The last few days have been beach days. Quiet. Uneventful. Hot. Well, I say uneventful, but our numbers have greatly swelled and we are now a major mob force in the village. Up in the Tubki, we have the Cyprus 8. Newbies to Goa. Newbies to India in fact. Now settling in after about a week. Getting into the rhythm of the place. At Marylyn and Clive’s – The Eve Resort — we are now the Eve 8. Bob and I have been joined there by Bob’s cousin Susan and her husband John – both of whom came last year for 2 weeks and liked it so much they are back for much longer this time. They arrived yesterday with their close friends, Nick and Jan, both India newbies. We ate with them on the beach last night and as if to celebrate, it was a bumper night for fireworks. Then today, Joseph and Janet arrived. Our oldest Goan friends. We met in early 2011, on the beach at Salida and have been firm friends ever since. They have stayed with us in Kent. We have visited them in Devon. A lovely, lovely couple. They haven’t been for the past couple of years as they have recently become first time grandparents to the very lovely, Joni. They arrived about 5, very hot and tired. But, they were up for a beach dinner. All 16 of us ended up at Nirvana on the beach, where a British trio, The Goats, were playing live. We have seen them many times. When we used to stay at Dinesh’s pink house in Patnem our neighbours on the roof for a couple of years were a couple called Mark and Kate. Mark was an ex headmaster and a rather brilliant guitarist and singer. He is a mainstay of the Goats. Anyway, they were playing music of the 60s and 70s mainly. Very pleasant to listen to as we ate dinner and quaffed our g&ts. I had a palak paneer (spinach, garlic and curd cheese chunks), Bob had chicken biryani with a roti bread. Plus 3 g&ts, it all came to about £12. Nirvana is not the cheapest or the best food on the beach. Clearly they subsidise the music fee by upping the food charge. But it’s ok, the food is ok.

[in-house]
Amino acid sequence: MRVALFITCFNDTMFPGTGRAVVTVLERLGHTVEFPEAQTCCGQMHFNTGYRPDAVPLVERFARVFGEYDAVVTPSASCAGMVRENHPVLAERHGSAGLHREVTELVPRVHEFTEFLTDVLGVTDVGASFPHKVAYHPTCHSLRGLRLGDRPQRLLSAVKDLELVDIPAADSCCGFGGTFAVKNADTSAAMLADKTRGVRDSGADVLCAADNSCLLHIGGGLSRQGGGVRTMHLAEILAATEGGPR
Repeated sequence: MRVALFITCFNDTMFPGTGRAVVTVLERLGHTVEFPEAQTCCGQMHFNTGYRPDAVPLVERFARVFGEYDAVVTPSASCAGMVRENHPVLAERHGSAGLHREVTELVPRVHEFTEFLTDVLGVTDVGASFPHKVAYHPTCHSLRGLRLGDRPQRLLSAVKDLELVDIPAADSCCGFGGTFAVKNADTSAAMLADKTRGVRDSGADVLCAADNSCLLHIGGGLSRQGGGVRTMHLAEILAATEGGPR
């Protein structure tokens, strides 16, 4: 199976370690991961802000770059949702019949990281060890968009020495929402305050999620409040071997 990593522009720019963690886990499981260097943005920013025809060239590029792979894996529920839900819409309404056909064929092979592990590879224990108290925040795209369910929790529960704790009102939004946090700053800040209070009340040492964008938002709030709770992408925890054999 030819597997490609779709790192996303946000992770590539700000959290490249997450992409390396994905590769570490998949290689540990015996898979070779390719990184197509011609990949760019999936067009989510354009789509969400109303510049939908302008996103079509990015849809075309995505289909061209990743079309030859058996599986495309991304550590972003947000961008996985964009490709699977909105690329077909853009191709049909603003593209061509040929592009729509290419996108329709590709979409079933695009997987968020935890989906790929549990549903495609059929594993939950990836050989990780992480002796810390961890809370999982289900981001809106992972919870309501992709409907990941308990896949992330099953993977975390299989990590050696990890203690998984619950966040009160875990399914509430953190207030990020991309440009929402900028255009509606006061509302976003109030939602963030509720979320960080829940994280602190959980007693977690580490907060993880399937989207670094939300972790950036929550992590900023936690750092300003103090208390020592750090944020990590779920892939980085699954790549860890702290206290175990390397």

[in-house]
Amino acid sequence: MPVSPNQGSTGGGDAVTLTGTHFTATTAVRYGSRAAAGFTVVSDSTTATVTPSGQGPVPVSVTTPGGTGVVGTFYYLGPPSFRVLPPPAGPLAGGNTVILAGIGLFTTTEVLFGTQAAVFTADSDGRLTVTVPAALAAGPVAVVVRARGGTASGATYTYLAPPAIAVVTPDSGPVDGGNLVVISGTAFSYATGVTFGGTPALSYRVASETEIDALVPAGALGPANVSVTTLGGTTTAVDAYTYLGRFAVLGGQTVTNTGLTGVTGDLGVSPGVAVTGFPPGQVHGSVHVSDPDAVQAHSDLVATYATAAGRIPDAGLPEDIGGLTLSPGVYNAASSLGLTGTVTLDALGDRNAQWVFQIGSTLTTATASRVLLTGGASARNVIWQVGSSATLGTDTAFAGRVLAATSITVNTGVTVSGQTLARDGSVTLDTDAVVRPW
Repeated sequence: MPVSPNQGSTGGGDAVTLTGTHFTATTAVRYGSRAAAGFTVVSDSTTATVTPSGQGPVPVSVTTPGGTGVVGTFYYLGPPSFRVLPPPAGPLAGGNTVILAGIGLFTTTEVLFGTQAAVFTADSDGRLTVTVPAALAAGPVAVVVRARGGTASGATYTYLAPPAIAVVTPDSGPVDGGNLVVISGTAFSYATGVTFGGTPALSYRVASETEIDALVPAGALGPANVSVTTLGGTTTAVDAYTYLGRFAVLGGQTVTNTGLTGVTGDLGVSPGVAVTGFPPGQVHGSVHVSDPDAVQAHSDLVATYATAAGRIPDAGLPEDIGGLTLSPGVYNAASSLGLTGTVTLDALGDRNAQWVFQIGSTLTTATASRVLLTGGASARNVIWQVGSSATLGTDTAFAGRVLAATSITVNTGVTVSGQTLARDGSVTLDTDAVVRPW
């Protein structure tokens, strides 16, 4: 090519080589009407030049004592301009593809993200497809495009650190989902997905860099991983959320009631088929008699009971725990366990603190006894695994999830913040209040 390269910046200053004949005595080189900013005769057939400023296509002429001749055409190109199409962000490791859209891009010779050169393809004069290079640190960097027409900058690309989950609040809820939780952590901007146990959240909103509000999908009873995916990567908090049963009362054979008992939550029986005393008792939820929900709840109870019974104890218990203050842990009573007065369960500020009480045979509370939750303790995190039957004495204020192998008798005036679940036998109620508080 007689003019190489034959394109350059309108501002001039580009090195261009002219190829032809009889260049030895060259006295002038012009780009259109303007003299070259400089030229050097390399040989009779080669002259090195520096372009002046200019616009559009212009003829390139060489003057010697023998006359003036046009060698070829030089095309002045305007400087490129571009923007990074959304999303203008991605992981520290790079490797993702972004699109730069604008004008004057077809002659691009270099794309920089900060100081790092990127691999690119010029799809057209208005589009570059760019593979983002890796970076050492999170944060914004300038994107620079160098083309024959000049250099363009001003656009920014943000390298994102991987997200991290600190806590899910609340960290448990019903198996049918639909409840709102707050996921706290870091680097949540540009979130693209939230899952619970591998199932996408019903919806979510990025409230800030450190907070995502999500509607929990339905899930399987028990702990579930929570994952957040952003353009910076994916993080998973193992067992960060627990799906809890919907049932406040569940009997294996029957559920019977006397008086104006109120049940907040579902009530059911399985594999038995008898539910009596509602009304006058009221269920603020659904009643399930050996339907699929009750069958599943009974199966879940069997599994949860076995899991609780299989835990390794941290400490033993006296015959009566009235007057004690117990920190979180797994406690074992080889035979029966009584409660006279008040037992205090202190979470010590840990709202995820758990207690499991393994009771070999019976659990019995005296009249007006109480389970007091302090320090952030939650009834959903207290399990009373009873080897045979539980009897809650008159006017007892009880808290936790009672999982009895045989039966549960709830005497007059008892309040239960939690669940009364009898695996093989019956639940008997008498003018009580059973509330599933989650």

Towards the end, some beach children came and did an act fire-eating and walking a tightrope. They then come around with a hat. I am very conflicted about what to think about this. On one hand, I feel these little children (maybe they’re 6) should be in school during the day and at night resting at home, not engaging in dangerous activities. So I shouldn’t encourage it by giving them money. On the other hand, clearly they have nothing and this is the way the family makes money. What to do? No solution seems entirely satisfactory. We gave them some money. At home you’d call the social services. Different world here.